GE broke even on the first year of the program, spending about $200 million and saving about the same in improved processes, according to a company spokesman. In 1997, the company plans to spend $300 million and save $400 million to $500 million. In the next decade, it hopes to save from $7 billion to $10 billion using Black Belts.


Culture Transformation: More Than Words

Most companies recognize that cultural change forms the basis for successful improvement efforts. But at Advocate Health Care, one of Chicago's largest networks of health care providers, culture transformation is so important that it is one of four strategic themes in the company's strategic plan. It even formed a separate cross-functional culture transformation task force to tackle the issue.

"Culture transformation is very important, given that Advocate has more than 21,000 employees," says Dan Parker, vice president of public relations and a task force member. "Having Advocate be a good place to work is definitely going to translate into improved customer service, better quality care and a sense of responsiveness as perceived by patients and customers -- a major need in health care."

In essence, Advocate's culture will be defined by its five core values -- compassion, equality, excellence, partnership and stewardship -- with those values forming the launching point for every Advocate system, says Parker. For the past 18 months, the task force has focused its efforts on human resource systems, management systems, clinical integration, operating unit integration and communications, with the goal of defining in positive terms for employees the behavioral attitudes and expectations associated with living the five values.

In human resources, for instance, the new employee evaluation process looks at the evaluation process, the forms and the discussions between managers and employees to ensure that they revolve around developing appropriate behaviors that reflect living the values.

"If it's clear that a person's performance is directly linked to behaviors and activities that support the values, and those values are defined, that's a way of bringing those values to life, making them real," says Parker.

Advocate also honors "value leaders" at an MVP (mission, values and philosophy) Awards celebration. Honorees are recognized for successfully integrating Advocate's core values into their daily work lives.


Reward the Member, Not the Team

Rewarding teams can be a sticky problem with no easy solution. However, many companies are discovering that the best way to reward teams is to compensate team members one by one, not as a group, according to Perry Pascarella, writing for The Conference Board.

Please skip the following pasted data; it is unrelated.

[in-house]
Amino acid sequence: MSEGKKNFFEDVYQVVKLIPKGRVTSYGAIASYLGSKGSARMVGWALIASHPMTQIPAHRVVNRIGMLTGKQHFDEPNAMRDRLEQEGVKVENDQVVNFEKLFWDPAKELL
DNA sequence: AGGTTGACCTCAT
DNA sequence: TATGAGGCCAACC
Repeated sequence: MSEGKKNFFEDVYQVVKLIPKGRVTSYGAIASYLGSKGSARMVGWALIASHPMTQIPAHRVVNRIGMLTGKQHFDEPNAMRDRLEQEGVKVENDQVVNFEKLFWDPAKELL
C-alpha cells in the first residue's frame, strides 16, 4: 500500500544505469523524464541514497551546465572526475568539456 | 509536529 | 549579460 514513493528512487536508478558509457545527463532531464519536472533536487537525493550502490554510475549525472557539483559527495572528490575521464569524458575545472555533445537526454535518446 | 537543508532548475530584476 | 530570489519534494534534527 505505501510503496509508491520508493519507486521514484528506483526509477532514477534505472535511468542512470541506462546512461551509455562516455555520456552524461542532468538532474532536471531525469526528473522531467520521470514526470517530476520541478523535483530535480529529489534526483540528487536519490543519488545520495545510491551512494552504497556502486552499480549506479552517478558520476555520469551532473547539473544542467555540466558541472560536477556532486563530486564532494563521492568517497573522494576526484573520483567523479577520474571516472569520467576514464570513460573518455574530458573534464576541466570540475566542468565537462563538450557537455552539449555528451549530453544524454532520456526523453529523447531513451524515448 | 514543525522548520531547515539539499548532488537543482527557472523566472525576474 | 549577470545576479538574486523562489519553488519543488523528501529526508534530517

"Keep in mind that fairness in dealing with teams does not mean equal pay for all," says Pascarella. "Team compensation is not a payoff but a means of nurturing behavior that fits the group."

When looking at compensation for team members, look at behavior, not results, says David Goodall, corporate director of compensation at Motorola. Teams are often empowered to take risks. "Sometimes the risks they take might not be successful," Goodall points out. "The worst thing to do would be to rap their knuckles."

Instead, reward behavior, says Goodall. Is the team member a team player? Is the person an empowering individual? Does this person listen in a team environment?

Individual compensation has its share of problems, notes Pascarella. In cross-functional teams, it's not unusual to have highly disparate salaries. An individual-based compensation structure that rewards a person earning $20,000 per year the same as another member earning $40,000 per year could cause problems. And tracking team members' rewards with their salaries will slight lower-salaried members who participate with as much fervor and commitment as higher-salaried members.

The secret may be to take the focus off of monetary compensation and look to timely and personal (one-on-one as well as public) recognition of a job well done. Trophies, small gifts, vacation trips and so forth have a lot of impact if given with sincerity, says Pascarella.


My Desk is Here. . .somewhere

Have you had trouble lately trying to find things on your paper-laden desk? Have you had trouble just finding your desk? If so, a new poll may inspire you to take action. More than 44 percent of executives said they consider organizational skills to be the most important quality in a successful administrative assistant, according to a nationwide survey of 150 executives from the nation's 1,000 largest companies.

"Strong organizational skills are a key to success in any profession," says Diane Domeyer, executive director of OfficeTeam, a leading staffing service that developed the survey. "Set aside time every day to organize and prioritize. Try handling difficult tasks first, avoid letting incoming mail pile up, review your project list regularly, and set hourly deadlines. You may also consider taking a time-management course."

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March 97 Quality Digest